Billie, a New York-based startup that wants to fight the “pink tax” on goods marketed to women, announced today that it has closed a $6 million seed round. The funding was led by Silverton Partners, with participation from returning investors including Female Founders Fund and Lakehouse Ventures, and will be used to grow Billie’s team and increase inventory.
Launched in November by co-founders Georgina Gooley and Jason Bravman, Billie currently offers subscriptions for razors and other body products like shaving cream, body wash and lotion. The two told TechCrunch in an email that Billie was created because “shaving companies have traditionally been created for men and women have largely been an afterthought in this category.”
While many services and products aimed at women, including clothing, haircuts and essential toiletries, are often more expensive than similar (or even near-identical) goods marketed to men, razors and dry cleaning are “the two worst offenders,” said Gooley and Bravman. The price difference between razors is especially egregious because most use blades made by the same types of machines.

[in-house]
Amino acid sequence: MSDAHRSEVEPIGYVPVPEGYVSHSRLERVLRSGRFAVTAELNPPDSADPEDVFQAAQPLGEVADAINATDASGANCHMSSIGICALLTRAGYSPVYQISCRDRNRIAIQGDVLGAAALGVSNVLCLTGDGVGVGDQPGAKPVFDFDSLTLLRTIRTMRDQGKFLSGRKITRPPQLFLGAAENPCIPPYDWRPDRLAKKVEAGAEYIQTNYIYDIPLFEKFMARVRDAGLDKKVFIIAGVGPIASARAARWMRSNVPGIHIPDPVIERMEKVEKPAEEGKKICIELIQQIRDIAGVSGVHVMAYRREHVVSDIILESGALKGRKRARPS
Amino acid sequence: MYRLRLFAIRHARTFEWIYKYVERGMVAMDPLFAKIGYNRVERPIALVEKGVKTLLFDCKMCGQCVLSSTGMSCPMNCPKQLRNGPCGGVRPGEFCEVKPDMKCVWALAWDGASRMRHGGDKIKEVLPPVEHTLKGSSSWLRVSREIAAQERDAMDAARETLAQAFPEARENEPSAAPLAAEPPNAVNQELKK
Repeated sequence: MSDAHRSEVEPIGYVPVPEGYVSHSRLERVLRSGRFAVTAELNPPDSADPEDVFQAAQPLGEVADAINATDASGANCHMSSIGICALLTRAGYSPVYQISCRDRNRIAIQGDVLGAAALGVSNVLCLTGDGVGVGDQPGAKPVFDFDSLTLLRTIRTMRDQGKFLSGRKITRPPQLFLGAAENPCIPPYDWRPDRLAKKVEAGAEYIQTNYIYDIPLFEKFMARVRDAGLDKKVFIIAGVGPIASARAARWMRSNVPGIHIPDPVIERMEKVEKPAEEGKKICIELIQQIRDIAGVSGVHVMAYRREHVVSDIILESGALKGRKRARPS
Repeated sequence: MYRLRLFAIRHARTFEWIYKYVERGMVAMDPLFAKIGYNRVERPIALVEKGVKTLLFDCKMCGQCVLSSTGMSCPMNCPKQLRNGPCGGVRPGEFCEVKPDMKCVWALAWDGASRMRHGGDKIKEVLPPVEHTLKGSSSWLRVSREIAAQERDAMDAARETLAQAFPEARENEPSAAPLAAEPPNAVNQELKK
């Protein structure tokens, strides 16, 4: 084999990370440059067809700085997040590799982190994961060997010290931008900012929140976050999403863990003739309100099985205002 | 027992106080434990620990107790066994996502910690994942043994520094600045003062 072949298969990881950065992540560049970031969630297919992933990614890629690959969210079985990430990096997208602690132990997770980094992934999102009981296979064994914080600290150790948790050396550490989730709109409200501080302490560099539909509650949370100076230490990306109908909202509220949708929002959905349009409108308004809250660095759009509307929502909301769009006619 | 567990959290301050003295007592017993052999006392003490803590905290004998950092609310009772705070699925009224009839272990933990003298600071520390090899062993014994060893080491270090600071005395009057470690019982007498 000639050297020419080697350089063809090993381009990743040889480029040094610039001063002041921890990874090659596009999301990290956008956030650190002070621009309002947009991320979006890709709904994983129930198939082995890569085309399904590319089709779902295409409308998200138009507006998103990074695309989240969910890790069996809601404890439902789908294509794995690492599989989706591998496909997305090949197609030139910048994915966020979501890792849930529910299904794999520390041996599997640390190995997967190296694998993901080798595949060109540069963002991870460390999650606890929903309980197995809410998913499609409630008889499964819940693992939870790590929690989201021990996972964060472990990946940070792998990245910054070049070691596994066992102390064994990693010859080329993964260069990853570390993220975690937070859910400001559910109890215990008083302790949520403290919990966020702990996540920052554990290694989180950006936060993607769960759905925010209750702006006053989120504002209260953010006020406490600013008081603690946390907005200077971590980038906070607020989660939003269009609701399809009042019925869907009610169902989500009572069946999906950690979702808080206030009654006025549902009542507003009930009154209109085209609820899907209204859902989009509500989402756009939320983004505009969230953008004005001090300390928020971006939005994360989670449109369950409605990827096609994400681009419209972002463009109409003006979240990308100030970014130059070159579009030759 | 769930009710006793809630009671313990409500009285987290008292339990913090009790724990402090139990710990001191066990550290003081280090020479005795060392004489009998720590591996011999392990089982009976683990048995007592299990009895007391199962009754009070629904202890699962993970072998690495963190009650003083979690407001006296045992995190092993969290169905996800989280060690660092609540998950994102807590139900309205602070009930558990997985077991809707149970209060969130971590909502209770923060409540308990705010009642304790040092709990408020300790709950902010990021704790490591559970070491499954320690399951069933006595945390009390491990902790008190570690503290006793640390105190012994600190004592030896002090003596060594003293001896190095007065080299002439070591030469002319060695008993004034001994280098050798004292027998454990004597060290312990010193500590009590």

But many women already save money by buying “men’s” razors or using the Dollar Shave Club, the popular low-priced razor subscription service acquired by Unilever in 2016 for a reported $1 billion, so what does Billie offer them?
The startup’s founders say its razors, which were designed specifically for the company, shave larger areas more comfortably then razors designed just for facial hair, but still cost about the same as men’s razor subscriptions. Billie’s blade cartridges have rounded edges to fit in areas like armpits and are encased in shaving soap since shaving cream rinses off too quickly in the shower. There is also more space between each cartridge’s five blades to keep hair and lather from gunking it up. In addition to the Dollar Shave Club, Billie is up against Oui Shave, another women’s shaving product startup. Billie’s founders say one of its main differentiators will be offering much lower prices than its rivals.
In a prepared statement, Silverton Partners general partner Mike Dodd, who is joining Billie’s board, said the startup is “standing in front of a huge untapped market driven by two outstanding founders who have created a brand that speaks perfectly to this opportunity.”
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